Monuments revive the memory of the dead. In France, they also sustain the Asian immigrants who earn a tidy income by selling knick-knacks to tourists, says ZIYA US SALAM

He could have been selling bhuttas, the roadside joy so common in the Indian subcontinent. But in Paris, on a dark, misty evening, he only sells miniature replicas of the Eiffel Tower and colourful umbrellas to visitors at the most-visited monument in the world. Only a few give him a second look. Undeterred, 25-year-old Baljit Singh continues, calling out to tourists in a curious mix of French and English with a heavy Punjabi accent.

The 324-metre tall tower, looking monstrous in the fading light, is the source of income for this Punjab man, who came to France with the idea of visiting friends, said to be doing well, earning Euros. So impressed was young Baljit that he too decided to stay on. Today, standing in front of the 120-year-old creation of Gustave Eiffel that celebrates the French Revolution, he says he earns about a thousand Euros a month but refuses to pose for the picture. “One guy’s picture appeared in a newspaper. The authorities deported him to India. Now, he must be struggling.”

At the Louvre

A few kilometres away from the iron lattice tower one comes across another immigrant from the subcontinent. Again a man whose life is inextricably linked with a French monument, this time the famous Louvre. Inside sits Mona Lisa, Leonardo da Vinci’s famous 16th Century woman. There are hundreds of visitors in the giant hall, each of whom sees it differently. “She is happy. She is smiling,” offers an American tourist. “No, she looks quite sad,” says an Indian journo. Everybody has paid 10 Euros to have a look around the museum that deserves more than the couple of hours most tourists set aside for it. After all, it is the Grand Louvre, France’s largest national museum, and a historic monument on the bank of the Seine. It houses some 35,000 objects from prehistory to the 19th Century across an area of 60,600 square metres.

Just outside, Mohammed Asim, an LLB from Lahore in Pakistan, sells Spider-Man. “He climbs up, he sticks, he slides” the 20-something man offers tourists in English. A qualified lawyer, what is he doing selling plastic Spider-Man toys, in an alien land near the entrance to a monument that he uses only for its food court? Asim can barely manage a couple of words in French, and claims to have received political asylum since Benazir Bhutto was killed in Pakistan. “I earn around 1,200 Euros a month here which works out to well over a lakh in Pakistani currency. Yes, the police are a problem. But the policemen are usually nice. They just confiscate the stuff and let the seller off. So, I keep just four-five toys in my cardboard box here. The rest I stuff in Starbucks down the road. I give a discount to Pakistani and Indian tourists.” But won’t he be better off pleading cases in a Pakistani court? “No. I am a lawyer, not a liar. I cannot earn a decent living speaking the truth in a court.”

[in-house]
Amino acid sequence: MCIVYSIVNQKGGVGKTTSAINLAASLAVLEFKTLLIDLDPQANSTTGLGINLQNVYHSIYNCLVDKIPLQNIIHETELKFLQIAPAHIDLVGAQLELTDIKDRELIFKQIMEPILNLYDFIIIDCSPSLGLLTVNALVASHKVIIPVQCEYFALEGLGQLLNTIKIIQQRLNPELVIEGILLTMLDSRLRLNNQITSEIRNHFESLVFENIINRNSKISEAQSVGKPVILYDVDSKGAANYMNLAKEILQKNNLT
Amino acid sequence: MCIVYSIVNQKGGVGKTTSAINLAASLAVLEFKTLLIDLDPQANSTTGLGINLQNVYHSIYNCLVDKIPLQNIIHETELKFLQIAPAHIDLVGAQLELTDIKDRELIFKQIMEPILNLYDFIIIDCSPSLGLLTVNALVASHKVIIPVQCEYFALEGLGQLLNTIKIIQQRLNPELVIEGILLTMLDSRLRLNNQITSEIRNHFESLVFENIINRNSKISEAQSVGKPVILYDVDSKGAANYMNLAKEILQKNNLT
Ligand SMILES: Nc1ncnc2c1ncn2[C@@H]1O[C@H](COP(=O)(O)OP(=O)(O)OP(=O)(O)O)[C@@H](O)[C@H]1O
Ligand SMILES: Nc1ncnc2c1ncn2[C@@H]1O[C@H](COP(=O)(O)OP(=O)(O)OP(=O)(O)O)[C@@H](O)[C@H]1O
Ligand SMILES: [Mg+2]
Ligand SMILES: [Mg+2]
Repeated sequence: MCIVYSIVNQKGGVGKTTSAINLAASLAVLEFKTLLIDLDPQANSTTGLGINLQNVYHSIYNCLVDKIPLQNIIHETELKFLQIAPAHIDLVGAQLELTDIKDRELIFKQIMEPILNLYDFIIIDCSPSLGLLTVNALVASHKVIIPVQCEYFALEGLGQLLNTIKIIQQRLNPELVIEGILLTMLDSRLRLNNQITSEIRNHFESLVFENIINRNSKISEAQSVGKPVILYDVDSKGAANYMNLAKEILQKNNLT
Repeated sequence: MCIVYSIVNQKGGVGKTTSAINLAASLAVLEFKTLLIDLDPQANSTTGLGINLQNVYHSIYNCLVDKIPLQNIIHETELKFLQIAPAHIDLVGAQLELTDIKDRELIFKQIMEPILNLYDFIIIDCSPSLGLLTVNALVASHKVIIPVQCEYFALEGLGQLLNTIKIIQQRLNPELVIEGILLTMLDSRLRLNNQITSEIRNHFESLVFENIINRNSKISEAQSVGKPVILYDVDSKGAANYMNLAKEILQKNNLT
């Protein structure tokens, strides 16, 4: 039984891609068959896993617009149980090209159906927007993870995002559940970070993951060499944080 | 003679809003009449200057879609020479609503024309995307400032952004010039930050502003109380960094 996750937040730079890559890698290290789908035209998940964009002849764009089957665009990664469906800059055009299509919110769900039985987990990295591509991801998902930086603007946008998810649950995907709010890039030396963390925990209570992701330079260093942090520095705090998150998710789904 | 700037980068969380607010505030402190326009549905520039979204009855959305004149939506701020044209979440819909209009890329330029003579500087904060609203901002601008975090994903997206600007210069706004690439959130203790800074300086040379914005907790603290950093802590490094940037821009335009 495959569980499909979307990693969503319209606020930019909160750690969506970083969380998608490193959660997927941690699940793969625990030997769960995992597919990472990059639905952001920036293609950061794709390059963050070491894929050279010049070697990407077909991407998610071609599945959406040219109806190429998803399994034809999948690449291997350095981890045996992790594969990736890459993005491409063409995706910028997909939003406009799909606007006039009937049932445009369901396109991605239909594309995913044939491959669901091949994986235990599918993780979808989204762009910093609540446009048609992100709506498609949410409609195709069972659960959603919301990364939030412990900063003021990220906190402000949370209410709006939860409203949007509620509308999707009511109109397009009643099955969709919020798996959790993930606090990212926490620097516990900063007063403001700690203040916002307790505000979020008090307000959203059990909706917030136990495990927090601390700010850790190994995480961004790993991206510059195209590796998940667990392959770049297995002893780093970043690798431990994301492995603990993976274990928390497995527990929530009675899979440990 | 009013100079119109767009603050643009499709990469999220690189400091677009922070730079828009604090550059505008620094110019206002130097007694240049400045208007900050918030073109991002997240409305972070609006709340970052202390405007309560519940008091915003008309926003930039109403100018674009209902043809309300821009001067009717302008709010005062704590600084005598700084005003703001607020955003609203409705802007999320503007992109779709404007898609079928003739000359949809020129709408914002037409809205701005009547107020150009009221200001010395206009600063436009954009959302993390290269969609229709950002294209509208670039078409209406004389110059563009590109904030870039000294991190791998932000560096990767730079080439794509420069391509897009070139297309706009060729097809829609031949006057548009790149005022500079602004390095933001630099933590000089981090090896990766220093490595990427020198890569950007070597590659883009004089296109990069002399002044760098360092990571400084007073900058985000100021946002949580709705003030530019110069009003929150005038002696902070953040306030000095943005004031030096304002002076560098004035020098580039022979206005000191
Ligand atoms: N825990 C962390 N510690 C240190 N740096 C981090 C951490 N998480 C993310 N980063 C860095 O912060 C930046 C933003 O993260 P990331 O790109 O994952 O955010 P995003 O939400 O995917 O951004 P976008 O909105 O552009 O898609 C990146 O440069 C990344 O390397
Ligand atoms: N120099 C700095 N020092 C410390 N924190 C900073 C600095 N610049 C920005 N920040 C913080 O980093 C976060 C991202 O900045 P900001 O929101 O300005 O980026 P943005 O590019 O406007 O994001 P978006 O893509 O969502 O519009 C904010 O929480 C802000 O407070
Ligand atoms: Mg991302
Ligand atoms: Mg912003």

A little further, the Museum of Modern Art has a compelling tale to tell. The museum, built at a height so as to look at almost the whole of Paris, is a wonderful picnic spot. There are acrobats, jugglers and all the usual suspects near the entrance. Inside, there is a medieval church. The faithful pray in silence, lighting a candle to Jesus Christ and making a little offering to the church. As one takes an inverted U tour of the museum, there are paintings worth preserving in the mind. And on the fourth and fifth floors, there are some contemporary works. Inaugurated in 1977, as part of the bold post-modern venture that marked the opening of the Centre Georges Pompidou, MOMA with 50,000 works, houses one of the world’s most prestigious collections of 20th-Century art.

As tourists spill out, they find the immigrant story continuing. This time, there are two. One of them is from Sri Lanka. Muthiah has a few boxes of chestnuts, grilled and fried. All for a few Euros. He has been here for a little more than a year, he says, and hopes “to get maintenance from the French Government”. This “maintenance” is actually an unemployment dole from the authorities. More or less same is the story of Mohammed Subhan from Karachi. For some time he sold stoles at the site, now he is into paintings of the historic places of Paris. He has not started getting his dole yet but says, “The monuments, whether in stone or paper, keep my kitchen fire burning”.


Talking of kitchen fire, the immigrants to Paris usually stay together, eat together and there is a sense of camaraderie beyond political boundaries. Asim, for instance, stays with “a friend’s friend from India”. And Baljit shares a room with Jitendra, an MCA from Kurukshetra and four others from the Punjab-Haryana belt. And, living on the margins of society, they claim to survive on 300 Euros a month, even as they send anything between Rs. 30,000 and Rs. 50,000 home. Most have legal visas to stay in France. Few, if any, have work permits. So, the work is all undercover. No signboard proclaiming their shops or services, no advertisements. At tourist spots, they can masquerade as tourists before the law-keepers. Of course, a hawk’s eye helps: to catch the nearest tourist and keep the cops at bay. Monuments, most dedicated to the dead, may indeed be the source of income for the living in Paris.